Radical Theorists and Policy Makers Promote Idea of “Five Genders”
Most people assume the word “gender” is directly interchangeable with the word “sex,” and that there are only two “genders”, male and female. Most people will be very surprised to hear that some say there are more than two “genders.” Five years ago at the UN Habitat Conference (Istanbul, 1996), radical non-governmental organizations aggressively promoted “five genders.” Though hotly debated at Istanbul, the “five genders” lost. Even so, the attempt to stretch the definition of “gender” continues unabated within the halls of the UN, on college campuses and even in city governments.
Radical theorists decided long ago that the word “sex” was too confining. “Sex” is based in nature, determined by the chromosomes and almost always confirmed by bodily characteristics. [In rare instances some children are born with indeterminate sexual characteristics. This condition is frequently called “hermaphrodism.”] Because “sex” is limited to only male and female and is based in nature, social tinkerers determined to change the word to something more malleable and so “gender” was born. The idea is that “gender” is a social construct and can be changed through education and law.
According to its promoters, the “five genders” are heterosexual men, heterosexual women, homosexual men, homosexual women, and transsexuals (those who have had sex change operations). To promote this idea, six years ago at a conference in Houston, Texas, something called the “International Bill of Gender Rights” was inaugurated. According to its framers the International Gender Bill of Rights are “universal rights which can be claimed and exercised by every human being.”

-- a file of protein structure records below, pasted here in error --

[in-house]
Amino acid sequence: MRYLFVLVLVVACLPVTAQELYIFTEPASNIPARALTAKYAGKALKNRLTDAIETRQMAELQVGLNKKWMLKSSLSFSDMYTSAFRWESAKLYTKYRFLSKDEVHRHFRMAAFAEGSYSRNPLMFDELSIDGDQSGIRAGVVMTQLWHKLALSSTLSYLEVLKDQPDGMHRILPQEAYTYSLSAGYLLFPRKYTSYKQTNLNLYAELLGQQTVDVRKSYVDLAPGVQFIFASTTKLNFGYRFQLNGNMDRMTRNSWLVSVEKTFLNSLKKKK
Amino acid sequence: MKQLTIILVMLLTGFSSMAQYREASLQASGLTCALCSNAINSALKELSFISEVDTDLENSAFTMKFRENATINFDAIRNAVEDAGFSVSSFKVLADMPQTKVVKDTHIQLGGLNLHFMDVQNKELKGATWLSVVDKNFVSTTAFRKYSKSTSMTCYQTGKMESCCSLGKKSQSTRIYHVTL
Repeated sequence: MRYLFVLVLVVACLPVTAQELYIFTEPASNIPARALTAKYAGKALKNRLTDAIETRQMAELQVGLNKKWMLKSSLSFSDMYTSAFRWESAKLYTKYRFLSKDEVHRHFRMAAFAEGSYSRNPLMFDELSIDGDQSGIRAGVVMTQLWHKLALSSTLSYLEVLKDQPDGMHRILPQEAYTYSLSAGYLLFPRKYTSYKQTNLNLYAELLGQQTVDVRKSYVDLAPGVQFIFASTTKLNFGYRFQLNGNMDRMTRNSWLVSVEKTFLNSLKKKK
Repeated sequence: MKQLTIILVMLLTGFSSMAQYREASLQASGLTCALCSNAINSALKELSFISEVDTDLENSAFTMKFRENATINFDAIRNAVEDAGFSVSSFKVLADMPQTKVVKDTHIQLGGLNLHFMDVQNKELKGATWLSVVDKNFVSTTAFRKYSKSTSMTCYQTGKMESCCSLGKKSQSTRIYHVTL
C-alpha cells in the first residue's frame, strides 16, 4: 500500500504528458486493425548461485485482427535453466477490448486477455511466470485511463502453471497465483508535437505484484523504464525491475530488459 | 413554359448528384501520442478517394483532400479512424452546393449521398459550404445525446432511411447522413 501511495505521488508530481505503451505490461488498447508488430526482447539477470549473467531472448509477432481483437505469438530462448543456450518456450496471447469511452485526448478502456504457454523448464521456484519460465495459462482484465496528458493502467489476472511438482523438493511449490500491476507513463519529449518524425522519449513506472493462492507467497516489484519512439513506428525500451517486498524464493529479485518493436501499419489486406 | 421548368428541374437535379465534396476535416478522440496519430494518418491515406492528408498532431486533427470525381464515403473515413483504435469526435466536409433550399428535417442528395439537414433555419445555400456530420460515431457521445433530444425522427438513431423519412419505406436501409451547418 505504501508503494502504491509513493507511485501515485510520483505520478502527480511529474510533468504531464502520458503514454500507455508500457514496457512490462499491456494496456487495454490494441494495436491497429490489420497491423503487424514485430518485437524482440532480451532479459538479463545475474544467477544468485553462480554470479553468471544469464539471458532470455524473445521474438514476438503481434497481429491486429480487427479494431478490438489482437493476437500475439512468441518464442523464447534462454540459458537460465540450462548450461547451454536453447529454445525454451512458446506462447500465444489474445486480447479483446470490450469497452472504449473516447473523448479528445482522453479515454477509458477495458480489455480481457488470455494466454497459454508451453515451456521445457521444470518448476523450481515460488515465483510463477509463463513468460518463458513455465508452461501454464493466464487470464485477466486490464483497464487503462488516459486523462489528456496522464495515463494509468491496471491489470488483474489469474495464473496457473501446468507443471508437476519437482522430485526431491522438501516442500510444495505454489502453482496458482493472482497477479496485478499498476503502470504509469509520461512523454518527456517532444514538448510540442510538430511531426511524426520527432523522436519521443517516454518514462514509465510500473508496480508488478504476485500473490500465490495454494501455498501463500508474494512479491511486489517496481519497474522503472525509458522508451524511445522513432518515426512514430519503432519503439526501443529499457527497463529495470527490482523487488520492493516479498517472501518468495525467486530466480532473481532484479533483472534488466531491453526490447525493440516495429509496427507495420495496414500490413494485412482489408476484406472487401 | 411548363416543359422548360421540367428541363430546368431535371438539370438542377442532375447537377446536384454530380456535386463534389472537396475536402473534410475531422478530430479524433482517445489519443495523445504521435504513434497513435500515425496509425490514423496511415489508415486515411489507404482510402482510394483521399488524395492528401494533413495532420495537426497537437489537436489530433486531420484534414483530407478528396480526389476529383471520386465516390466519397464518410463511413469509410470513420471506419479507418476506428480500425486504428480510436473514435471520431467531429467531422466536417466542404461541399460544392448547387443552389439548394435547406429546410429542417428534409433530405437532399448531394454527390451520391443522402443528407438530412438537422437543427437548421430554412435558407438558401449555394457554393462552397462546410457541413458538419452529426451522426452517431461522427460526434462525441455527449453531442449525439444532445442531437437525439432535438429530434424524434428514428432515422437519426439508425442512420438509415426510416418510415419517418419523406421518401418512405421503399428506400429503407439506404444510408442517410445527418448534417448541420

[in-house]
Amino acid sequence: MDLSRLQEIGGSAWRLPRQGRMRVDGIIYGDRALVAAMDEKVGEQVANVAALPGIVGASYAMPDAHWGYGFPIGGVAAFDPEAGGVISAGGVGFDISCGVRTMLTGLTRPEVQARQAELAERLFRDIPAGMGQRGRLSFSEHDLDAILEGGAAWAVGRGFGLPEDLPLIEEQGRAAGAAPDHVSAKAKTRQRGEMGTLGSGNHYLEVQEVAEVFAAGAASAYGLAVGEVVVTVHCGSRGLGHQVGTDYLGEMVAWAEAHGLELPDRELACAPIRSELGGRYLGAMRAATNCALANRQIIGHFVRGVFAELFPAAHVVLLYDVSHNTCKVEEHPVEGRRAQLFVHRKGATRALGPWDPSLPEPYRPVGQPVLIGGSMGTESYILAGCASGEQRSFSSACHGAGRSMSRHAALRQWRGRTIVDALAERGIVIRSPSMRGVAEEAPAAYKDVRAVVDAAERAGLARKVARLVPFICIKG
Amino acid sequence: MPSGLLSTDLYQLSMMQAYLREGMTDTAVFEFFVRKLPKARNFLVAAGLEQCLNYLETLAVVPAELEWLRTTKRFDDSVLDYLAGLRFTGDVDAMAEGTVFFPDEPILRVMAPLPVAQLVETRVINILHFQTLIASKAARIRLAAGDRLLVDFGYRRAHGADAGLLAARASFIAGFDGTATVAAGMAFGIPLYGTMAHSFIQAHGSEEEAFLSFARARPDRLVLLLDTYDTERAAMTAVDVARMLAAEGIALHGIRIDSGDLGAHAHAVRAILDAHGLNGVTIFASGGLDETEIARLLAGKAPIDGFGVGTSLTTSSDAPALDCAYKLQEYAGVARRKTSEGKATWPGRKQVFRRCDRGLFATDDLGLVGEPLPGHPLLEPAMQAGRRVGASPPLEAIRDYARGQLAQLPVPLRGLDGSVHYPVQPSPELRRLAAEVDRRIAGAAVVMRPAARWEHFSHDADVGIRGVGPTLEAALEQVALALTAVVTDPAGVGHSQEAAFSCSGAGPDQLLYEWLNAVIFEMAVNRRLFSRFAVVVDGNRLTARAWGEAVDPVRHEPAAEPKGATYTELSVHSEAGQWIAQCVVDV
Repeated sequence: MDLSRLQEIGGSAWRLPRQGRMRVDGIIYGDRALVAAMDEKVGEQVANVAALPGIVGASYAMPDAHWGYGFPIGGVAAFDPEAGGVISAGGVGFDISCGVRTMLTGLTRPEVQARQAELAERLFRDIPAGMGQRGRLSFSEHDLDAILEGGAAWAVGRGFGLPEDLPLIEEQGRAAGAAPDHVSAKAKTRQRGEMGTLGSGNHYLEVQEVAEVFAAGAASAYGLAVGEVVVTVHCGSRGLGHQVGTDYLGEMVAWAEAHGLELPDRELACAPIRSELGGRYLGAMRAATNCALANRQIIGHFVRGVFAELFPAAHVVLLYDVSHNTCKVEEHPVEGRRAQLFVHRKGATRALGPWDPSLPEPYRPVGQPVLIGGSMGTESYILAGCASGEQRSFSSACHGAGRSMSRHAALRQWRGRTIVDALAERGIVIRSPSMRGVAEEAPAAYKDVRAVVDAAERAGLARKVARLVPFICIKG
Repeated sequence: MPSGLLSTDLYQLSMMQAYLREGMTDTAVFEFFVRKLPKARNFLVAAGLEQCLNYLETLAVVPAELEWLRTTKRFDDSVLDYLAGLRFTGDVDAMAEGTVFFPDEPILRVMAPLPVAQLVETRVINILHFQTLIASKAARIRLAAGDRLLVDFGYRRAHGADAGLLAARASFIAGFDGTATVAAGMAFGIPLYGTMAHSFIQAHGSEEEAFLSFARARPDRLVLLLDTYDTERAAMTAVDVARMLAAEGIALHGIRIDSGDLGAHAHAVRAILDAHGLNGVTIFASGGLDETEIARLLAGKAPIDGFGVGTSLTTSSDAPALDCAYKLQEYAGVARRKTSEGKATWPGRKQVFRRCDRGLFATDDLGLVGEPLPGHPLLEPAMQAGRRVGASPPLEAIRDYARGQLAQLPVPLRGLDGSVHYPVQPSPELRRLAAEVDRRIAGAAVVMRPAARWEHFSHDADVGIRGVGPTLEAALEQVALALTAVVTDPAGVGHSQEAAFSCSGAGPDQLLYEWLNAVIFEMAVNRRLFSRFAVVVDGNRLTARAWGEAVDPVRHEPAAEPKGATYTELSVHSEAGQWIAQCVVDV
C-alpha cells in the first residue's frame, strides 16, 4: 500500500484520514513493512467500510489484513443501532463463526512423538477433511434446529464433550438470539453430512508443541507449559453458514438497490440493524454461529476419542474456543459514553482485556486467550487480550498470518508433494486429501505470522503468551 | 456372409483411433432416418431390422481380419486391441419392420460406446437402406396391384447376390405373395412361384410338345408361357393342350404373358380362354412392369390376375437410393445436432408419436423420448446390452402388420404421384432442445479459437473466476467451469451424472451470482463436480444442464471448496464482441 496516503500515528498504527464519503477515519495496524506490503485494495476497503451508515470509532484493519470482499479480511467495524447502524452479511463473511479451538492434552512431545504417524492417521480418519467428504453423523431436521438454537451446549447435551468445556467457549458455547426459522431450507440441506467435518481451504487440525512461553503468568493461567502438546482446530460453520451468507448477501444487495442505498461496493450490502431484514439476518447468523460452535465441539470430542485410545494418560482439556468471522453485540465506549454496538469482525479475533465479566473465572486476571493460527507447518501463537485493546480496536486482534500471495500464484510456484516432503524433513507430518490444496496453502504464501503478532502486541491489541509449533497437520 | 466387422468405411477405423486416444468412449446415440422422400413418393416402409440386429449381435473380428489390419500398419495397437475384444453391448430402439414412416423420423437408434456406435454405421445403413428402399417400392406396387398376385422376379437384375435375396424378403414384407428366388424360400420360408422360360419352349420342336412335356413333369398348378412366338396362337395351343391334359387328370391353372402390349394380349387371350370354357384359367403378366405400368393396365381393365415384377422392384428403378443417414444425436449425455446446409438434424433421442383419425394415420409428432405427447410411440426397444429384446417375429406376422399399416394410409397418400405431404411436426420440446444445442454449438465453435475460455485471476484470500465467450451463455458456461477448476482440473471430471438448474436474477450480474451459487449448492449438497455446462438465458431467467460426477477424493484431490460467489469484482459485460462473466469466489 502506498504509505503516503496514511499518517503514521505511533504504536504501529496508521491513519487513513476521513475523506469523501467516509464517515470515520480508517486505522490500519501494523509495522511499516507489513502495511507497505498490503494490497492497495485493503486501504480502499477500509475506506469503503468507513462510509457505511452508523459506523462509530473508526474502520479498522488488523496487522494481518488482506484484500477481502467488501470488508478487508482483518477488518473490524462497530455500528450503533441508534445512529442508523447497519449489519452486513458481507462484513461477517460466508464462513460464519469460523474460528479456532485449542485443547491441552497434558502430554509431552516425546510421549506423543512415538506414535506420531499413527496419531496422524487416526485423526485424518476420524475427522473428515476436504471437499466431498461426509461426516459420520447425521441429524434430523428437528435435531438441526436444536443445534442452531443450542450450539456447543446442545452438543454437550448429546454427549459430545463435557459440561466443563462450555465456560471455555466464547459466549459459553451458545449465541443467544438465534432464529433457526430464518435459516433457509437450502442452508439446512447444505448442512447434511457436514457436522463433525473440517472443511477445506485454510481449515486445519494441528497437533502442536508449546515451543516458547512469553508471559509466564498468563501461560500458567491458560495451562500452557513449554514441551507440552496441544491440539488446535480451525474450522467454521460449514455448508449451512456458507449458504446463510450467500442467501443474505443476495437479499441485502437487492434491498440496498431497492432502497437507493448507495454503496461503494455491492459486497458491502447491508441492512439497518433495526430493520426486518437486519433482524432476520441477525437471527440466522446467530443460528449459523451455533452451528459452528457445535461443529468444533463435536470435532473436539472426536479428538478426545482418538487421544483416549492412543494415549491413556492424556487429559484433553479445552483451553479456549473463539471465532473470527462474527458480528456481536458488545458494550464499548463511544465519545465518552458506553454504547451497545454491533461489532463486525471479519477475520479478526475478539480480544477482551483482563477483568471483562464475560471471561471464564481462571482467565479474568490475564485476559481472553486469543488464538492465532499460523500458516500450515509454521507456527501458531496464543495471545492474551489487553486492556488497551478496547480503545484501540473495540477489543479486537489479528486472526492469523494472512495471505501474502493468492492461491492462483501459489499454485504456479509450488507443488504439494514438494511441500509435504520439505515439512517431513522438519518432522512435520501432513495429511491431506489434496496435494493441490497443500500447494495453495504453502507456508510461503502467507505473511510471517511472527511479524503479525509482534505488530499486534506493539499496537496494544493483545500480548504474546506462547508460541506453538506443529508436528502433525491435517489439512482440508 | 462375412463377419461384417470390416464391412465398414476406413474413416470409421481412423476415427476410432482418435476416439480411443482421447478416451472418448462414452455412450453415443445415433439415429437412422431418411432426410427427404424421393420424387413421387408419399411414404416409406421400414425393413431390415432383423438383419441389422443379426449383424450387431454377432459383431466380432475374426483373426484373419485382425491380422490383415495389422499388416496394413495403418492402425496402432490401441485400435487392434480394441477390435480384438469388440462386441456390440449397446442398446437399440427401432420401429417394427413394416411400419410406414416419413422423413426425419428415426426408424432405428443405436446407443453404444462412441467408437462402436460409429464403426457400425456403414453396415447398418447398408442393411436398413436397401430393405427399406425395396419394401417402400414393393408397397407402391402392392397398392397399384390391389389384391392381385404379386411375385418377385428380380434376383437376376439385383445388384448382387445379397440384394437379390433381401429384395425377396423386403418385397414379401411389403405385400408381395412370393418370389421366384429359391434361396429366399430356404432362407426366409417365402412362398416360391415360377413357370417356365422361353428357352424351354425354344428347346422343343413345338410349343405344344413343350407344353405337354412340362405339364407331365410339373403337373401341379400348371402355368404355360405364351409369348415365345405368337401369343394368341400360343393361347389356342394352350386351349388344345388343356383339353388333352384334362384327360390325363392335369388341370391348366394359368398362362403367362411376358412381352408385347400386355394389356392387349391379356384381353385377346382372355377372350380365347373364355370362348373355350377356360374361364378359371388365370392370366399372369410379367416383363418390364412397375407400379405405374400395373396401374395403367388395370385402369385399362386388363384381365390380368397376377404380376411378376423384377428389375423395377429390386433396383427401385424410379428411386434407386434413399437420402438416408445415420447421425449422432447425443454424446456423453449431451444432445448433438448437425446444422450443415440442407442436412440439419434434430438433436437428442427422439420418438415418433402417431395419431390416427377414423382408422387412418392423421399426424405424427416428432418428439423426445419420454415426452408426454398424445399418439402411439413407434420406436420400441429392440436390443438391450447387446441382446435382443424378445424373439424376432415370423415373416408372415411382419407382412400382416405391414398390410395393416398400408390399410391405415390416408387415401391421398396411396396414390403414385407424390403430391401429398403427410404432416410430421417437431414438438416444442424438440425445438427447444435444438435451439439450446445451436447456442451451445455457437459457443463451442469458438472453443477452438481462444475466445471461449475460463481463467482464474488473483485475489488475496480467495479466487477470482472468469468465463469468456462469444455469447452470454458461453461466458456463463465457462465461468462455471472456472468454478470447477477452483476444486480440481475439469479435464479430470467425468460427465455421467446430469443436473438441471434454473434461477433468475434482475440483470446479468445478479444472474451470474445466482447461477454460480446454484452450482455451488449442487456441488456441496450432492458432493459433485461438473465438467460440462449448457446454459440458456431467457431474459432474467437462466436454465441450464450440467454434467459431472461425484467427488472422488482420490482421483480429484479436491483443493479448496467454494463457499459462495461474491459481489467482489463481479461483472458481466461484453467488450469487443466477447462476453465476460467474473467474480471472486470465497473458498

Underscoring the ten rights under the Gender Bill of Rights is the idea that “all human beings have the right to define their own gender identity regardless of chromosomal sex, genitalia, assigned birth sex, or initial gender role.” It is their belief that while “sex” is inborn what counts is gender, something that is chosen and must be protected in law.
The ten rights enumerated in the Gender Bill of Rights are “the right to free expression of gender identity, the right to secure and retain employment and to receive just compensation, the right of access to gendered space and participation in gendered activity, the right to control and change one’s body, the right to competent medical and professional care, the right to freedom from psychiatric diagnosis and treatment, the right to sexual expression, the right to form committed, loving relationships and enter into marital contracts, the right to conceive, bear, or adopt children, and the right to nurture and have custody of children and to exercise parental capacity.”
Many people will understand these ideas to be on the far frontier of social policy and in many respects those people are correct. Even so, many governmental bodies are already beginning to promote these ideas. The “five genders” lost in the UN, but the debate continues there. And just recently the city council of San Francisco ordered that sex change operations may be paid out of city health benefits.
Copyright – C-FAM (Catholic Family & Human Rights Institute).
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2001 Meridian Magazine. All Rights Reserved.